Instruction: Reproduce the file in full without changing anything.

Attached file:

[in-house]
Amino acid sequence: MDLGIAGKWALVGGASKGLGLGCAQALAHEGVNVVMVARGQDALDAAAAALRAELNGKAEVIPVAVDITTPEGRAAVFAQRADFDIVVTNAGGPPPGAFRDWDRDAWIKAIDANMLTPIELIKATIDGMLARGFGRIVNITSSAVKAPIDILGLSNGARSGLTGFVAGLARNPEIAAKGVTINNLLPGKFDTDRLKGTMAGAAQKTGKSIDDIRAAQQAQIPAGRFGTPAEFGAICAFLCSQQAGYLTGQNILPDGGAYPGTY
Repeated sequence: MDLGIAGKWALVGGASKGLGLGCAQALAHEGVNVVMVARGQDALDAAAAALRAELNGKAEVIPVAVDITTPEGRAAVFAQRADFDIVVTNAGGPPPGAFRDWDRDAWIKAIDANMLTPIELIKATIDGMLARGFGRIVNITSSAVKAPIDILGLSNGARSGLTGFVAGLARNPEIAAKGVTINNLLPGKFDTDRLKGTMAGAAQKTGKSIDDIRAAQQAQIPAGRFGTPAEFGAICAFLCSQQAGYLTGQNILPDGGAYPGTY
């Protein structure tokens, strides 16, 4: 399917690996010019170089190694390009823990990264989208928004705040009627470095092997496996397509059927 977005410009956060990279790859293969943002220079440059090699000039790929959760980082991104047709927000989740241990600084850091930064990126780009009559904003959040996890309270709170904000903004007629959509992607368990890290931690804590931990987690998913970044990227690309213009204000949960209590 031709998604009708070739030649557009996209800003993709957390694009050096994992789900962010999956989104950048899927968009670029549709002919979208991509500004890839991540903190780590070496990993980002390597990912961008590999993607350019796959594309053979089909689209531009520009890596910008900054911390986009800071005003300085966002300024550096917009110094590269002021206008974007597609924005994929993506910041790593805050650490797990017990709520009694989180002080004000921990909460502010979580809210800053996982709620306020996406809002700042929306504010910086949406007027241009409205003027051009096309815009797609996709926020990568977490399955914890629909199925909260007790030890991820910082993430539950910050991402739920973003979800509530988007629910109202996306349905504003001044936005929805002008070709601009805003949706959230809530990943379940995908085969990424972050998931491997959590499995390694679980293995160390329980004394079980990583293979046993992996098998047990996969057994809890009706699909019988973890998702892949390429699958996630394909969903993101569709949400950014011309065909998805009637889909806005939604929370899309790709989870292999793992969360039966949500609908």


[in-house]
Amino acid sequence: MDLGIAGKWALVGGASKGLGLGCAQALAHEGVNVVMVARGQDALDAAAAALRAELNGKAEVIPVAVDITTPEGRAAVFAQRADFDIVVTNAGGPPPGAFRDWDRDAWIKAIDANMLTPIELIKATIDGMLARGFGRIVNITSSAVKAPIDILGLSNGARSGLTGFVAGLARNPEIAAKGVTINNLLPGKFDTDRLKGTMAGAAQKTGKSIDDIRAAQQAQIPAGRFGTPAEFGAICAFLCSQQAGYLTGQNILPDGGAYPGTY
Repeated sequence: MDLGIAGKWALVGGASKGLGLGCAQALAHEGVNVVMVARGQDALDAAAAALRAELNGKAEVIPVAVDITTPEGRAAVFAQRADFDIVVTNAGGPPPGAFRDWDRDAWIKAIDANMLTPIELIKATIDGMLARGFGRIVNITSSAVKAPIDILGLSNGARSGLTGFVAGLARNPEIAAKGVTINNLLPGKFDTDRLKGTMAGAAQKTGKSIDDIRAAQQAQIPAGRFGTPAEFGAICAFLCSQQAGYLTGQNILPDGGAYPGTY
């Protein structure tokens, strides 16, 4: 399917690996010019170089190694390009823990990264989208928004705040009627470095092997496996397509059927 977005410009956060990279790859293969943002220079440059090699000039790929959760980082991104047709927000989740241990600084850091930064990126780009009559904003959040996890309270709170904000903004007629959509992607368990890290931690804590931990987690998913970044990227690309213009204000949960209590 031709998604009708070739030649557009996209800003993709957390694009050096994992789900962010999956989104950048899927968009670029549709002919979208991509500004890839991540903190780590070496990993980002390597990912961008590999993607350019796959594309053979089909689209531009520009890596910008900054911390986009800071005003300085966002300024550096917009110094590269002021206008974007597609924005994929993506910041790593805050650490797990017990709520009694989180002080004000921990909460502010979580809210800053996982709620306020996406809002700042929306504010910086949406007027241009409205003027051009096309815009797609996709926020990568977490399955914890629909199925909260007790030890991820910082993430539950910050991402739920973003979800509530988007629910109202996306349905504003001044936005929805002008070709601009805003949706959230809530990943379940995908085969990424972050998931491997959590499995390694679980293995160390329980004394079980990583293979046993992996098998047990996969057994809890009706699909019988973890998702892949390429699958996630394909969903993101569709949400950014011309065909998805009637889909806005939604929370899309790709989870292999793992969360039966949500609908």